On Friday, Oakland Raiders owner, and Lloyd Christmas haircut twin, Mark Davis met with Sheldon Adelson, the Chairman and CEO of the Las Vegas Sands Corporation. The Sands Corporation, which owns the Venetian and Palazzo resorts in Las Vegas, confirmed the meeting by tweeting a photo of Adelson and Davis and saying that the parties were “[l]ooking forward to future considerations.” Just what do those “considerations” entail? The Sands Corporation and a consortium of investors plan to build a domed “state-of-the-art stadium” on the UNLV campus, and intend to entice an NFL team such as Mr. Davis’s Raiders to play there. There is clearly some mutual interest on Davis’s side, especially since the Raiders’ lease with its current home, the unfortunately named O.Co Coliseum, will end on February 17.
A vice president for the Sands Corporation has indicated it will build the stadium, which will serve as the home of the UNLV football team and host other high-profile events, regardless of whether an NFL teams moves to Las Vegas. But one can’t help but wonder if the project is contingent on an NFL team setting up shop in Sin City.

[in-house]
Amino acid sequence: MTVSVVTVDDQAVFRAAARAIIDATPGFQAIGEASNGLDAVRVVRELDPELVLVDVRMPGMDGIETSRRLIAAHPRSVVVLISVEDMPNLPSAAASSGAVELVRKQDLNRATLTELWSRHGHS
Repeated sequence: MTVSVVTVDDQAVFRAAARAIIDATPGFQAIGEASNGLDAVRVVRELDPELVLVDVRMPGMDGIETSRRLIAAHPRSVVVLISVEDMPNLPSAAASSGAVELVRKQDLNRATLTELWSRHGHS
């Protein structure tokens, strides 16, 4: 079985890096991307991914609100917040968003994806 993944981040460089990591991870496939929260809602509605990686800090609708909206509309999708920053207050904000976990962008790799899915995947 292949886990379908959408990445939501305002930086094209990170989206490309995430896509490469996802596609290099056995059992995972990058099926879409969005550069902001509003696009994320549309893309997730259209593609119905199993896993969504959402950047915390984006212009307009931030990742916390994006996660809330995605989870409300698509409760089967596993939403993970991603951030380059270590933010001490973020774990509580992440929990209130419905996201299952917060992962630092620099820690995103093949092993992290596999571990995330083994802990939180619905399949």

Las Vegas and the NFL: A Tenuous Relationship
At first glance, an NFL team in Las Vegas seems fun, intriguing, sexy, and a money-maker for all involved. Add to that the fact that the move would not require additional taxpayer-funded subsidies since the stadium would be financed by private investors, and the move seems to make all the sense in the world. But until just recently, an NFL team in Las Vegas seemed an improbable proposition due to the legality of sports gambling in Nevada.
NFL Commissioner Roger Goodell is on record stating that NFL opposes legalized betting because it could affect the integrity of the game, and an NFL spokesperson has said it is unlikely the league would host even an exhibition or Pro Bowl game in Las Vegas for this reason. The league even nixed a fantasy football convention to be hosted by Cowboys’ quarterback Tony Romo last year at a non-gambling facility in Las Vegas. Of course, this position seems incredibly hypocritical when one considers the fact that the NFL has no problem hosting regular season games in England, where sports betting is legal and daily fantasy sports like DraftKings is considered gambling.
So if it was this unlikely the NFL would ever approve a move by the Raiders to Las Vegas before the Davis-Adleson meeting on Friday, what’s the point? It was likely another move by the Raiders to coax the city of Oakland into subsidizing a new stadium for the Raiders to replace the aging Coliseum. The Raiders were already one of three teams that applied for a move to Los Angeles, with the Rams (and to a lesser extent, the Chargers) winning that bid. There have also been rumors in the past few weeks about a potential move to San Antonio–where the Alamodome sits waiting for an NFL team–or San Diego if the Chargers exercise their option to move to Los Angeles along with the Rams.
The Bluff that Could Become a Winning Hand